Ruin of Angels by Max Gladstone. ★★★★
Max Gladstone returns to the world of his Craft Sequence and especially the character of Kai, a protagonist in the prior novel Full Fathom Five. While there are references to the events of that novel, the plot stands on its own. I don’t know if it’s the first book I’d suggest as an introduction to the series, but it could work, especially if you’re looking for a fantasy book with queer female characters.
Also, I think I can keep this review free from spoilers of prior books. So read without fear!
Kai is in Agdel Lex on a business trip (they’ve got a tech industry, mainly centered around the nightmare telegraph), and she hopes to reconnect with her sister, Ley, while she’s there. But Ley’s tangled up in something Kai doesn’t understand. All she knows is that she has to help her sister.
Yet, that isn’t all Ruin of Angels is about. During the God Wars, the city of Alikand became a battleground and ruins. The city of Agdel Lex was built on top of Alikand by a colonial empire, the Iskari. Yet the existence of Agdel Lex is precarious, balanced over the alternate reality of Alikand and the dying city. It’s possible (if dangerous) to venture into the dying city, but the Iskari Rectification Authority is rigorous in tracking down anyone who breaches the realities.
Besides Kai, the other main POV character is Zeddig, Ley’s ex-girlfriend. Zeddig is a native of Agdel Lex/Alikand, and her life’s mission is to save as much of her people’s history as she can. She dives into the dying city to rescue books, which she then returns to the proper owners if she can. Near the start of Ruin of Angels, Ley comes to Zeddig with a deal: she needs Zeddig and her crew (two other queer women!) to help her pull of a heist. In return, she’ll give Zeddig technology that will let her delve into the dying city for longer than ever before.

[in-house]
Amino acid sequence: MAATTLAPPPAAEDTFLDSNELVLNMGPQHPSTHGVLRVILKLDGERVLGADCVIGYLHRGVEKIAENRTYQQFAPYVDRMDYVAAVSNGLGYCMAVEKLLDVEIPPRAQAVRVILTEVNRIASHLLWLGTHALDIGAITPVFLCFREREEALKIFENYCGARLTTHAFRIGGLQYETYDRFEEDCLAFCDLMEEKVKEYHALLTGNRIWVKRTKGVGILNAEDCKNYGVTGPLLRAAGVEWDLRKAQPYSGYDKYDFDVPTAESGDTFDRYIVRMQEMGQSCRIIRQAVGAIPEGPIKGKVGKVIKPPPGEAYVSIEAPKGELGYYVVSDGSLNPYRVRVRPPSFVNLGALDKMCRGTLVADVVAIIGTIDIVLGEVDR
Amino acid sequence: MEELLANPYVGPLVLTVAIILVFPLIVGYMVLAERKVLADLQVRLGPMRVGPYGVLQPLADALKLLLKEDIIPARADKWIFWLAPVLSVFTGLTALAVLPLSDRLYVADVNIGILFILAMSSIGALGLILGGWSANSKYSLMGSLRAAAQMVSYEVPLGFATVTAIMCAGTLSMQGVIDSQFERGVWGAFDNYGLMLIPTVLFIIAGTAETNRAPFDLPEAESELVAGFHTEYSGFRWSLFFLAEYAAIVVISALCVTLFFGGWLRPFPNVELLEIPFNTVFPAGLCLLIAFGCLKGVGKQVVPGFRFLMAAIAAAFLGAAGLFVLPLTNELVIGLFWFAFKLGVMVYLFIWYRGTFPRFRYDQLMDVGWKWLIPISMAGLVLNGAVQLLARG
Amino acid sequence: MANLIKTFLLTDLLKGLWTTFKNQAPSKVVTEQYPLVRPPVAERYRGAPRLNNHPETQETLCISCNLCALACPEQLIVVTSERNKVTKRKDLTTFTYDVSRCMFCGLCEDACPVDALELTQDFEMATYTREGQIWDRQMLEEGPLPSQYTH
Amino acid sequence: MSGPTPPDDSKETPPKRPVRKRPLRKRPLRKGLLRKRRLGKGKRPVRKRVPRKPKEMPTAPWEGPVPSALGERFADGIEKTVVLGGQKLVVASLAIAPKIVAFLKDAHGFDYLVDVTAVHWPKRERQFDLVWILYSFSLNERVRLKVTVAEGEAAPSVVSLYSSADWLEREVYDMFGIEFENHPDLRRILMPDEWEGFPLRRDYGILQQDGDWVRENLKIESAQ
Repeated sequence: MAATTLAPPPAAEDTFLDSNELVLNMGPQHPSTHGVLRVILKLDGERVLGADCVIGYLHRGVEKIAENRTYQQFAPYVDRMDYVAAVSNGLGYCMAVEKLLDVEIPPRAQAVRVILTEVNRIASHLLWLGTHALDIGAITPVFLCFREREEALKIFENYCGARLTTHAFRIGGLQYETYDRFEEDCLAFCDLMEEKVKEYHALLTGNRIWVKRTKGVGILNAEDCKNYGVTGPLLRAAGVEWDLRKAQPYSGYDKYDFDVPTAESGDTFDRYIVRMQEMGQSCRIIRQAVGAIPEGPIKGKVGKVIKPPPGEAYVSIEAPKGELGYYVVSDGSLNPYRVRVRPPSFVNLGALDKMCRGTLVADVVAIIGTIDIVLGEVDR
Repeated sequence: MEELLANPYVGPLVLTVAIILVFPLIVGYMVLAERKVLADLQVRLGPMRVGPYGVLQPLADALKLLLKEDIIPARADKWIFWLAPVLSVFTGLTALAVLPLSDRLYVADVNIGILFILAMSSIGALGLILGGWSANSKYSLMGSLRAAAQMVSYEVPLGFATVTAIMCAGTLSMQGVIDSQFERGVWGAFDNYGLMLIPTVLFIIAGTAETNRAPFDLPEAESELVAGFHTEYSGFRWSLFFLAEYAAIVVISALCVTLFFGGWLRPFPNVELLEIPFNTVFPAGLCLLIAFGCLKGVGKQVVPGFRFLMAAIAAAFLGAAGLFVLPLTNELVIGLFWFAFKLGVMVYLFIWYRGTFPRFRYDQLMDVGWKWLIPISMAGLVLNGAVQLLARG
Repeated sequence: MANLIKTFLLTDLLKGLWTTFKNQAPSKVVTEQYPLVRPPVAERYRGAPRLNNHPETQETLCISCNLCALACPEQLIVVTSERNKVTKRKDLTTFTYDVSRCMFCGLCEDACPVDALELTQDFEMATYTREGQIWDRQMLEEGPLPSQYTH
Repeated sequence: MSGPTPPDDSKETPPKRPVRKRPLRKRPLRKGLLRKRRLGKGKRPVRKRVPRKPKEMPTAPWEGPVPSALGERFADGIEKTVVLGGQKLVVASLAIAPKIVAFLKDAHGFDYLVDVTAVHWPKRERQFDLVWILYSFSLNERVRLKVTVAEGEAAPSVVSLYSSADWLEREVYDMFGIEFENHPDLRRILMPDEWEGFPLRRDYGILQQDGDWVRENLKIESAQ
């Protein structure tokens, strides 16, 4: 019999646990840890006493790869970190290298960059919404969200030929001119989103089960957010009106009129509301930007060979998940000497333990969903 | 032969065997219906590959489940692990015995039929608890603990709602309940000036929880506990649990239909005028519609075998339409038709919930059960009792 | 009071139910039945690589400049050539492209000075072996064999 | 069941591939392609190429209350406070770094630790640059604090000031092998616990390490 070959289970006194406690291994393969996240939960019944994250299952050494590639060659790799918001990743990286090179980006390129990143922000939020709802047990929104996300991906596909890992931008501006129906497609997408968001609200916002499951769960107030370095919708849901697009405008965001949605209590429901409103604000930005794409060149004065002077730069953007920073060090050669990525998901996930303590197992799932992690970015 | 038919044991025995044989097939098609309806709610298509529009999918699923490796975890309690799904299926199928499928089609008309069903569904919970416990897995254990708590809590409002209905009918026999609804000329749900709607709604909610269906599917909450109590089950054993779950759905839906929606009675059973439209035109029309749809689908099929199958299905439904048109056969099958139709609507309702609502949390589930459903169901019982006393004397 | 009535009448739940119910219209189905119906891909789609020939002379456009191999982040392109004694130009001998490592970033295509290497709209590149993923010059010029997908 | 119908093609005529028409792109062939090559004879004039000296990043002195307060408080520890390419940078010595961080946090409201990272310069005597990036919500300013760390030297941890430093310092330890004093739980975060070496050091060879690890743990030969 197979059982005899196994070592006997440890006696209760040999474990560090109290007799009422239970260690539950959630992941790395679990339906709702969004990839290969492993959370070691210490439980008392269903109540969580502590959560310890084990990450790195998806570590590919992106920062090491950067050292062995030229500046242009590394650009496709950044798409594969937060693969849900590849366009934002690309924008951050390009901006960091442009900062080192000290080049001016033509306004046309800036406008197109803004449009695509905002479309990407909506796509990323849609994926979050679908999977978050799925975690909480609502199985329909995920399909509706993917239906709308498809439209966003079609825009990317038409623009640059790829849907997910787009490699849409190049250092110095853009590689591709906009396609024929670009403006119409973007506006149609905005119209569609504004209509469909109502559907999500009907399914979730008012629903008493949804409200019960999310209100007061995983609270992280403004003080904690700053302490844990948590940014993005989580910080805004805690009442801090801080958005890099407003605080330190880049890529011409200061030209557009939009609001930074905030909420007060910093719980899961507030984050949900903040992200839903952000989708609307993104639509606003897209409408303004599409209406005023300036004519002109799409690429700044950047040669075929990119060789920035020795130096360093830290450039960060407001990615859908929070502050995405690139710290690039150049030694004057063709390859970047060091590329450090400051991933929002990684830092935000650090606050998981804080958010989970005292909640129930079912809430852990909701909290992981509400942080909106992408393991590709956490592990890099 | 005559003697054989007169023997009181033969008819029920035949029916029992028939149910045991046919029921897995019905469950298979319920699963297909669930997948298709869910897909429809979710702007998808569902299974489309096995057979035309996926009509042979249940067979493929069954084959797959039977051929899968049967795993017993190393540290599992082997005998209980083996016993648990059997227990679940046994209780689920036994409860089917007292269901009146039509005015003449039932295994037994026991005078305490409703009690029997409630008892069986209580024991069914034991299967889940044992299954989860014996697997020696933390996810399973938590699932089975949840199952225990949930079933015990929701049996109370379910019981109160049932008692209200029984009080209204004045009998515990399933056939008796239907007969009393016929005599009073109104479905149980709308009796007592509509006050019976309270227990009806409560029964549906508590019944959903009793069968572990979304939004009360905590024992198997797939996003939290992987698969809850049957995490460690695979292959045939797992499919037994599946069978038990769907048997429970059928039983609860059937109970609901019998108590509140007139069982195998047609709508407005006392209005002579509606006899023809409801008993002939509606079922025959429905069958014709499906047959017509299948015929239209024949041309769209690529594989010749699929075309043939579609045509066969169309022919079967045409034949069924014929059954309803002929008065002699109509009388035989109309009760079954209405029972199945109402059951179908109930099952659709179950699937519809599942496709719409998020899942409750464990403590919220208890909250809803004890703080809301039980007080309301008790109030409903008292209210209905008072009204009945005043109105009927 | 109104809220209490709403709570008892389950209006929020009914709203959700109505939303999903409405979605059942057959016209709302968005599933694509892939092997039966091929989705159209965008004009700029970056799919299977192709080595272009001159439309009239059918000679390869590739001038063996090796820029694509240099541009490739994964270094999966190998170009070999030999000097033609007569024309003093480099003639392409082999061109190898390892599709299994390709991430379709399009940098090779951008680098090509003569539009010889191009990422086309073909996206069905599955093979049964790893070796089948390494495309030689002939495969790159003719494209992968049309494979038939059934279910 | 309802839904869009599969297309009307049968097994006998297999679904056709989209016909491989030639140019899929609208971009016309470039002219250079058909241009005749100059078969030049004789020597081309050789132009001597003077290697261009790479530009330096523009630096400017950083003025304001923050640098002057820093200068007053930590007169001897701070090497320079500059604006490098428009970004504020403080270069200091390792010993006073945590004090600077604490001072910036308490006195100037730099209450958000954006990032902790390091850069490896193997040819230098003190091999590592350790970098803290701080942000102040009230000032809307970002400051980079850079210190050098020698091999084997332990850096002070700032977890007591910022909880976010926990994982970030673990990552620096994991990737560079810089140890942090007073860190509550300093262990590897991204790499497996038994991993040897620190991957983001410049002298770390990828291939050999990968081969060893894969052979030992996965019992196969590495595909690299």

And thus Ruin of Angels is also the story of an indigenous people trying to preserve their culture and history in the face of colonial oppression. While the Craft Sequence may take place in a world of talking skeletons, demons, and dragons, it never fails to reflect on our own modern world and the challenges that come along with it.
Indeed, Ruin of Angels looks set to propel the course of the Craft Sequence’s world even closer to ours, with the idea of space exploration and technology being introduced. I can’t even tell you how much I love this idea! It’s not something that I’ve seen explored before in fantasy. Then again, that sentence could apply to so many things in the Craft Sequence. This series is brilliant, imaginative, and truly unique. I never fail to appreciate it’s combination of modernity and magic.
I also love how these books consistently have a diverse cast and well written female characters. In fact, almost all of the major players in this book are women! I was very excited when Tara, from Three Parts Dead, made an appearance. It’s always neat to see familiar characters through new eyes. As I’ve already mentioned, this book has a lot of queer female characters in important roles. Kai’s trans, her sister Ley is lesbian, Zeddig is also lesbian, Zeddig’s partner in crime is bi, and there’s her love interest as well. It was delightful.
However, I don’t think Ruin of Angels is my favorite Craft Sequence book (that title’s preserved for either Full Fathom Five or Last First Snow). It didn’t drag me in as hard as the best of the Craft books, and I think it had problems with pacing and tension at times. Still, it’s a Craft Sequence book. A weak Craft Sequence book is still going to be fantastic.
Ruin of Angels once again proves that if you’re not reading the Craft Sequence, you’re really missing out.
I received an ARC in exchange for a free and honest review.